Hi! Thanks for checking in. I am Alex Nicole and I am a singer-songwriter and guitarist on a mission to save the world one song at a time...

Same Love 

June 26th was an important day in my household. I set the alarm for 7am to hear the live announcement of the Supreme Court’s ruling on prop 8 and DOMA. Soon after that, my soon-to-be wife and I were whooping, hollering, laughing, crying, and cheering from our bed as the news poured out that these laws were both being struck down. Even though we live in Oregon (and had already begun our plans for a summer wedding in Washington), this decision was everything to us. Again, we were back on the path to equal rights. Thank God! Not to mention thank you, SCOTUS!

So, here I am two months later a happily married woman and I just feel so blessed to call Alma my wife. We’ve always said how lucky we were to be living at this point in time and in this country where even if politically we might be a bit behind, we still had so many supporters (straight and gay alike) rooting for us. And now we’re married and even more committed than ever to respecting each other, our relationship, and the institution of marriage. What could be better than that?

“You are the sun. You are the rain. You are the stars in my eyes. You are the sun. You are the sun.” That’s the chorus of my new song which is dedicated to my new wife. You don’t think it’s too gay, do you?





Love and Loss 

July was a weird month. It was a month of the highest of highs and the lowest of lows. I got married for one. That was good…no, that was great. It changed me. I married the love of my life. But I will talk about that another time. Tonight, I want to…need to…write about the loss part. I lost my grandma. My grandmother, Virginia Froeling Norris, my father’s mother, died at the age of 88 on Saturday, July 20, 2013. She was my last living grandparent. And she, like my Grandma Florrie 26 years earlier, died in the month of July.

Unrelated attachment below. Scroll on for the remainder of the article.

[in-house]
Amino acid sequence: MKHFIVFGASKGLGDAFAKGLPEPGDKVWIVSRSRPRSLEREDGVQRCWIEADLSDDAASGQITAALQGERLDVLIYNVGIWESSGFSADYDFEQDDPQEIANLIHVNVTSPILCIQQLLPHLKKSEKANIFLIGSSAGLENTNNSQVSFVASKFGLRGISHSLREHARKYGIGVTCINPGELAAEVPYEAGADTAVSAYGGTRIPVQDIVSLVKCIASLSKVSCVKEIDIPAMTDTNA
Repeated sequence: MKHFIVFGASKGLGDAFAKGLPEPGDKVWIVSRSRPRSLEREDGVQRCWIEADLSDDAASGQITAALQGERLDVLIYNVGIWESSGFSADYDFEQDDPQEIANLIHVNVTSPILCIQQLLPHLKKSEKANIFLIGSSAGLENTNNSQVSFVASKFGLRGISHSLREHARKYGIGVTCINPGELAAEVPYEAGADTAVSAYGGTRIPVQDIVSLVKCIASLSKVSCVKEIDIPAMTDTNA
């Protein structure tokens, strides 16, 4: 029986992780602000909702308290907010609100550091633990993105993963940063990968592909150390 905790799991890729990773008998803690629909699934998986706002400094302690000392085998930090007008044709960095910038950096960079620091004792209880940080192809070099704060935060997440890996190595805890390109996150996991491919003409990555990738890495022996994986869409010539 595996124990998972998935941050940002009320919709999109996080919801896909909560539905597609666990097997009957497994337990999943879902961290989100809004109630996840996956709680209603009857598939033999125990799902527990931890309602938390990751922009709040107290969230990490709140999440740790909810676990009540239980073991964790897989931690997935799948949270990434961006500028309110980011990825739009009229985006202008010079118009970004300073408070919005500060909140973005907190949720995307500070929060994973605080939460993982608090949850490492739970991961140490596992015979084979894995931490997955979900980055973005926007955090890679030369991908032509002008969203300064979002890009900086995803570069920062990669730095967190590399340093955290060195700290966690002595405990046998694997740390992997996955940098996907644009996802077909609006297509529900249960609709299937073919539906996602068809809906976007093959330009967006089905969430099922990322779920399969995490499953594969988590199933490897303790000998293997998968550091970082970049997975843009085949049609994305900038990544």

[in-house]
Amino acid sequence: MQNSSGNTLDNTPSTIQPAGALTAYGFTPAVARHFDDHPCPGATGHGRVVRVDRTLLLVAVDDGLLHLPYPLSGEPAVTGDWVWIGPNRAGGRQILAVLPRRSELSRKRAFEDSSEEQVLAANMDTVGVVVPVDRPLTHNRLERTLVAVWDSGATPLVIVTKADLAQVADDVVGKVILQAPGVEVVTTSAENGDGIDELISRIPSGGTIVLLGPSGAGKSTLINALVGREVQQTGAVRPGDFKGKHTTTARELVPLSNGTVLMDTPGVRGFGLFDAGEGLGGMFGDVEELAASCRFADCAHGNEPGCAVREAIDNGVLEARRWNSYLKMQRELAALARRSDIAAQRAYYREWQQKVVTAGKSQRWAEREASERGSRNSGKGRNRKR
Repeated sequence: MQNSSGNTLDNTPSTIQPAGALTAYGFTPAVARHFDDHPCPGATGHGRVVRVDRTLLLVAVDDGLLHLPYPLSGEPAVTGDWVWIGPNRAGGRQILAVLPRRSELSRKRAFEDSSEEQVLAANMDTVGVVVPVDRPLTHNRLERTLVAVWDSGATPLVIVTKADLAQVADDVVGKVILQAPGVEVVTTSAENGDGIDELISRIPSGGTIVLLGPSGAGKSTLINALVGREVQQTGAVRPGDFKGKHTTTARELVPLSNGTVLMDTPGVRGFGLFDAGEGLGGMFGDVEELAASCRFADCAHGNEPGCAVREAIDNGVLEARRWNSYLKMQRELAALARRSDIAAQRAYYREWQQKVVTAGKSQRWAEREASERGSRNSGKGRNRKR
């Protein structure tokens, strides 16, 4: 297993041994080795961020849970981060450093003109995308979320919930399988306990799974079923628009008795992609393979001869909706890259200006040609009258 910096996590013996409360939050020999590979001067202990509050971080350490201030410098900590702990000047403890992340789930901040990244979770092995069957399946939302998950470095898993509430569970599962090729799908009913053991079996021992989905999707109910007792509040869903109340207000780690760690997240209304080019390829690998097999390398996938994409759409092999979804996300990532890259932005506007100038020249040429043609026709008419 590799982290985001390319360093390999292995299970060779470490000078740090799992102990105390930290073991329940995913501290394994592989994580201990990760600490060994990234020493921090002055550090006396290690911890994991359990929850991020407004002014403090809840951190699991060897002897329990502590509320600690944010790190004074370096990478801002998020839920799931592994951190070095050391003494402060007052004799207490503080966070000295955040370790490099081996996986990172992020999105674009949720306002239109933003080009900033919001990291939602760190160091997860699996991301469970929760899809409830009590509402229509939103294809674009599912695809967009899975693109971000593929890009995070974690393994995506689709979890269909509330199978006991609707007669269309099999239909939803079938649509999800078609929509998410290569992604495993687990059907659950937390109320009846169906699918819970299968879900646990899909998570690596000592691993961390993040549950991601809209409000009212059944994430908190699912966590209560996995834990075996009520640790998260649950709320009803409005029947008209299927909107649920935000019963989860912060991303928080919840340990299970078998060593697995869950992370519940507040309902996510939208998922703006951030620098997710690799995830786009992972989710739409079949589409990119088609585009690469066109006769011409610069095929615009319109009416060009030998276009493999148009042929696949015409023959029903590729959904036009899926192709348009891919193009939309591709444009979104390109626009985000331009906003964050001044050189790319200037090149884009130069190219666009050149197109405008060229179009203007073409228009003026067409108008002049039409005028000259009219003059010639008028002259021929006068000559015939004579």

My Grandma Ginny always lived far away from me. I lived in Miami; she lived in Baltimore. I never had that consistent, nearby relationship like I did with my mom’s parents. It is what it is. My younger cousins got the benefit of being geographically close to her…my brothers and I, not so much. My grandma was wonderful, but I guess we all say that, don’t we? But she was. She was strong and smart. She was no-nonsense. She was a nurse and a teacher (at the nursing school). She was a pianist and a singer. She was a confidant.

Some of my fondest memories growing up are of my Baltimore family (including her) coming down most summers to Sarasota, FL. My Dad, brother, and I would drive up the four hours or so to be with them for a few days in some rental on the beach. We would go deep sea fishing, body surfing and swimming, we’d watch movies, play cards, and just be a normal family for those few sweet days together. Those were special times and I look back on them wistfully and think that times were simpler back then. That is how it is, I know. But they were good times. And I miss them. And I miss her.